The Lampasas Leader. (Lampasas, Tex.), Vol. 31, No. 34, Ed. 1 Friday, June 27, 1919 Page: 1 of 10
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Lampasas, Texas, Friday, June 27, 1919
Don’t sit at home and fuss and fan,
But arm yourself, be you Maid or Man,
With Cap and Wings and Slippers “so cute,”
And a Rainbow colored Bathing Suit,
Then take a plunge in the depths of the pool,
And the joy will be yours of Keeping Kool.
MOORE & BRIGGS
CATCHES 36 POUNDER.
J. C. Barrett brought in a thirty-six
pound yellow cat fish which he caught
Tuesday night while fisfhing between
the two railroad bridges on Sulphur
creek just below town. About a year
ago a large fish of this character was
caught in the same hole of water.
WOMAN’S MISSIONARY SOCIETY
The W. M. S. held a business ses-
sion at the Methodist church Tuesday
afternoon at 4 ofclock.
In the absence of the president Mrs.
Thgmas Gregory had charge of the
meeting. After a song and prayer by
Rev. N. B. Read, the devotional exer-
cises proved most interesting, the
theme being “God’s Love,”, which
was discussed by the several mem-
A quiz on the missionary work of
the West Texas Conference was led
by Mrs. Gregory.
Monthly reports of the various offi-
cers were heard and approved, dis-
missal following. XX.
L. Hoffmaster of Dallas is visiting
friends here and is the guest of Har-
R. C. Brown has received his dis-
charge from the army and came in
fVednesday morning to visit in the
nome of his father, J. A. Brown. He
was joined in Fort Worth by his wife
who has ben living at Joplin, Mo.,
Isince he entered the service several
Mr. and Mrs. C. W. Butts returned
Wednesday morning to their home in
acogdoches after spending the past
ew weeks here drinking the mineral
aters. Mr. Butt say3 he feels great-
y benefited by the waters here and
hinlcs we have one of the greatest ad-
antages in the world with the prop-
r advertising and handling of our re-
Will Robinson of Roswell, N. M.,
isited here this week in the home of
is friend, Walter Brandon. He is en-
ute to Corpus Christi to spend his
'rst vacation in eighteen years. Mr.
obinson is managing editor of the
oswell Daily News and is well satis-
ed with the manner in which he is
rving his people as was evidenced a
ew years ago under Roosevelt’s ad-
- frustration when he refused the
omination as governor of that state,
r. Robinson says that he knew he
uld successfully conduct a newspa-
?r and was not quite so sure of his
Pility in other lines and he did not
net© try and probably make a fail-
e in the undertaking. The editor of
g'ood newspaper is rendering his fel-
w citizens equally as valuable ser-
ce as many of the officers who are
rving them in some of the state of-
Two chapters of the Masonic lodge
held a joint meeting Tuesday evening
for the purpose of installing officers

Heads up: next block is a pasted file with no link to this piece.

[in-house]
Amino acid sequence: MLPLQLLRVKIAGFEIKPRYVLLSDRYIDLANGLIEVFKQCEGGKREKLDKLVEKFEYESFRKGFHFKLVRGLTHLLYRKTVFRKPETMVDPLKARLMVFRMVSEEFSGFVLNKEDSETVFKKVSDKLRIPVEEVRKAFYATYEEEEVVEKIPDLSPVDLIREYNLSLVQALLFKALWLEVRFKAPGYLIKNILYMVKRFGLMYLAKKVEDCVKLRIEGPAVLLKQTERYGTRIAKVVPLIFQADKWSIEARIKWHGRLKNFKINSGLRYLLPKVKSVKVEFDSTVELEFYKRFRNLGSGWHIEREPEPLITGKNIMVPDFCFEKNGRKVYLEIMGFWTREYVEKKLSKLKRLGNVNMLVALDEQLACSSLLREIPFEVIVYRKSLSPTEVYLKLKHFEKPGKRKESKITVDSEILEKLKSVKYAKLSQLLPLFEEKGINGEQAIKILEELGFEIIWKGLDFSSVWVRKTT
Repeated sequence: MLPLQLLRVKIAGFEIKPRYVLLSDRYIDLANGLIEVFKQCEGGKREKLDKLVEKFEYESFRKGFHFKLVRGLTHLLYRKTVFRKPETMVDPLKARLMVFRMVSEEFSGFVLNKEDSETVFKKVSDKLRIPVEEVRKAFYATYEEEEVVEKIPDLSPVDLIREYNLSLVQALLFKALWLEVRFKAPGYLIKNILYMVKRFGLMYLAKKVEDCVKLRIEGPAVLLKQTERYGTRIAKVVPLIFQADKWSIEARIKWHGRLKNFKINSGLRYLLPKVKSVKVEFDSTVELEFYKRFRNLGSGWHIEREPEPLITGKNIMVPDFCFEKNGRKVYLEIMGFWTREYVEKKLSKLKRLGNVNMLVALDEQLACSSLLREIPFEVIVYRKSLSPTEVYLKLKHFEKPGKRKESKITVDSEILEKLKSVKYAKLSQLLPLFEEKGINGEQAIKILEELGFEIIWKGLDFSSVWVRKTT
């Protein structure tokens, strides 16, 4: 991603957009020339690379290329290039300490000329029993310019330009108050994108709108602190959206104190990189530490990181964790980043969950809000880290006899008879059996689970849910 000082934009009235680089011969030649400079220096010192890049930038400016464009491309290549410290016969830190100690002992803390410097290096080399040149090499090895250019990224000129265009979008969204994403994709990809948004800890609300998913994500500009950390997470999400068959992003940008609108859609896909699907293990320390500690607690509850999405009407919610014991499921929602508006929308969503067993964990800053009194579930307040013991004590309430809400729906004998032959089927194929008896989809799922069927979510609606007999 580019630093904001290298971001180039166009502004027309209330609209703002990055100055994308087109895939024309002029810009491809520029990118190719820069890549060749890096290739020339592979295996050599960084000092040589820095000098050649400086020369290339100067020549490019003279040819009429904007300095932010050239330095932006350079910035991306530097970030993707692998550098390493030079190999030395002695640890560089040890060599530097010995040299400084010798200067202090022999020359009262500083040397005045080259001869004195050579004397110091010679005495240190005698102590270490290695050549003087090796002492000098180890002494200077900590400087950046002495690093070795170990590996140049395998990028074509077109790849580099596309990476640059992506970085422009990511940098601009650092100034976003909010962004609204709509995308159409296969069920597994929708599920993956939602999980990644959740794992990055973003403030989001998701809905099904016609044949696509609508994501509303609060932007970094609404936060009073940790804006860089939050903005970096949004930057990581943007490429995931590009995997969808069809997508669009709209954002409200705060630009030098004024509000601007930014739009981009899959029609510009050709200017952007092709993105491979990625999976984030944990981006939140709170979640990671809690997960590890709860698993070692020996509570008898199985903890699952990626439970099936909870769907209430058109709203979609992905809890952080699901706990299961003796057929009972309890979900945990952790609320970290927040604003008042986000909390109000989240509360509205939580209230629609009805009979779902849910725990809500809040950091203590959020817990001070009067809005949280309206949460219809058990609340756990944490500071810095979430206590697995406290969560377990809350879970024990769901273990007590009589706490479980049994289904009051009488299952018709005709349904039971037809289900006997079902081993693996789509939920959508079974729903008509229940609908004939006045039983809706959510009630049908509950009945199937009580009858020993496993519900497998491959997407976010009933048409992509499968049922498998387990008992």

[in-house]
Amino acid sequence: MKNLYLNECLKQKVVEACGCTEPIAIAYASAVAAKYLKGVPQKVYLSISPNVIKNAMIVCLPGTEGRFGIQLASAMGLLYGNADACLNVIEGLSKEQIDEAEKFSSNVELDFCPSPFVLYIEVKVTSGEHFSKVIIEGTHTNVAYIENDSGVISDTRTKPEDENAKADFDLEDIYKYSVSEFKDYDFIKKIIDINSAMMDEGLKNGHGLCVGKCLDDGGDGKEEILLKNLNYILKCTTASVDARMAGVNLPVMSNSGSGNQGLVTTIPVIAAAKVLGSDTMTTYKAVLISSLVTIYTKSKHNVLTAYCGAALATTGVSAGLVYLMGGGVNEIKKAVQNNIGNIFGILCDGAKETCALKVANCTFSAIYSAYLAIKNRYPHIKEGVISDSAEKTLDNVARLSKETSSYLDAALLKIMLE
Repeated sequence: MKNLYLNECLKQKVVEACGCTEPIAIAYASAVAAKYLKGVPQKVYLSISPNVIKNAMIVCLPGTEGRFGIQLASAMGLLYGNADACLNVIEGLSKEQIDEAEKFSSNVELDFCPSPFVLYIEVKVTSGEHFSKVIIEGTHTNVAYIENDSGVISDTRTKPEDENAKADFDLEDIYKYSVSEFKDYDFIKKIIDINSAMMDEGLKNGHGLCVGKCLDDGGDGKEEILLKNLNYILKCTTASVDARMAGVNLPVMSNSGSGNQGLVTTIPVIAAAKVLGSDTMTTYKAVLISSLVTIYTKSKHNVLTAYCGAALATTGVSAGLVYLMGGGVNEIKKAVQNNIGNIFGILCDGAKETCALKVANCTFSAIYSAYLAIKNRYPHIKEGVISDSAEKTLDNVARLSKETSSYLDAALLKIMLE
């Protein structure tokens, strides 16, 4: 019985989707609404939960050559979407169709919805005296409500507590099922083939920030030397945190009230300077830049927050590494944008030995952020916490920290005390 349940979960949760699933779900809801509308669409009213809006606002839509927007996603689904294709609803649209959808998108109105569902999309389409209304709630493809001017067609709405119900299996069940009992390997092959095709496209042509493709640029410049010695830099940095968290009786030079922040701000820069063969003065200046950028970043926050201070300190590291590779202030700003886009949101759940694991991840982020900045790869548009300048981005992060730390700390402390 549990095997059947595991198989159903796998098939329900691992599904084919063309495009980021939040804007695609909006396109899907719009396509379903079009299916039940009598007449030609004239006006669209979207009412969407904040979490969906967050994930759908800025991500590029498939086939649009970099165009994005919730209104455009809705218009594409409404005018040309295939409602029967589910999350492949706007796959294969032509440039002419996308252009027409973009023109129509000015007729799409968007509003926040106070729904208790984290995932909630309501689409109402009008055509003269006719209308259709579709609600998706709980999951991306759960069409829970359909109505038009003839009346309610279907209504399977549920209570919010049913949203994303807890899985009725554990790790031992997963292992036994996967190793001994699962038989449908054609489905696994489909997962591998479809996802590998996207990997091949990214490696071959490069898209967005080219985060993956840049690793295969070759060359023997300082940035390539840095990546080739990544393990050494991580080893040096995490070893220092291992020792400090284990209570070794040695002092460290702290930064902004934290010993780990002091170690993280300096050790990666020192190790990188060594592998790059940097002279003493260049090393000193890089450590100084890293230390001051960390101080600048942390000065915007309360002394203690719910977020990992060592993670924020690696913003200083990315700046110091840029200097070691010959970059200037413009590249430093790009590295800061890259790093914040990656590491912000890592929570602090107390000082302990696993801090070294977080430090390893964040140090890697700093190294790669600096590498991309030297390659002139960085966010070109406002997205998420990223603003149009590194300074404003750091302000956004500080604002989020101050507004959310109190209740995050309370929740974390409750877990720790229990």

for the ensuing year. The Lampasas
Chapter No. 158 R. A. M. officers in-
stalled were: J. H. Andrew, H. P.
Leon Oliver, E. K.; S. H. Casbeer, E.
S.; M. Y. Stokes, Treas.; T. B. Har-
well, Sec.; W. H. Moses, C. H.; John
Oliver, P. S.; L. M. Ulrich, R. A. C.;
D. T. Briggs, M. 1st Veil; Dudley
Moore, M. 2nd Veil; T. J. Casbeer, M.
3rd Veil; Albert Brown, Chaplain; D.
W. Casbeer, Guard.
The Saratoga Lodge No. 546 offi-
cers installed were: B. F. Hearne, W.
M.; D. T. Briggs, S. W.; W. E. Moore,
J. W.; E. Hocker, Treas,; T. B. Har-
well, Sec.; J. W. Alexander, S. D.; W.
W. Fox, J. D.; Albert Brown, Chap-
lain; E. W. Parsons, S. S.; W. W.
Standard, J. S.; Leon Oliver, Tiler.
R. B. Patterson returned Tuesday
night to Houston after spending the
past few weeks in the home of his
father, W. J. Paterson of Adamsville.
Miss Myrtle Bell of Houston is vis-
iting friends here and is a guest in
the Home of Mr. and Mrs. W. A.
Craft. Miss Bell’s father, Charley
Bell, formerly editor of the Lampasas
Dispatch and is remembered by all
the older citizens of this place.
Tuesday afternoon Mrs. A. J. Stew-
art was hostess to the Ladies’ Aid of
the Christian church. The guests
were invited to a large serened in
porch where a cool breeze made us
forget that the afternoon was a very
In the absence of the president,
Mrs. J. P. Woi’d presided. Prayer was
offered by Mrs. J. H. Lytton and
Rom 14th chapter was ably led by
Mrs. Valliant. Attendance was good,
the discussions full of interest.
Business was disposed of and dur-
ing the pleasant social feature our
hostess was assisted by her daughter,
Mrs. Ruby Pierce and Miss Beulah
Dillingham in serving delicious cake
Next meeting will be with Mrs.'J.
C. Ramsey; Mrs. Frank Baker, leader.
Mrs. Dillingham and daughter and
Mrs. Pierce were welcome visitors.
THE GRAIN CROP.
The condition of the grain crop has
been an uppermost thought in the
minds of the people for the past few
weeks and The Leader has made an
effort to ascertain the general opinion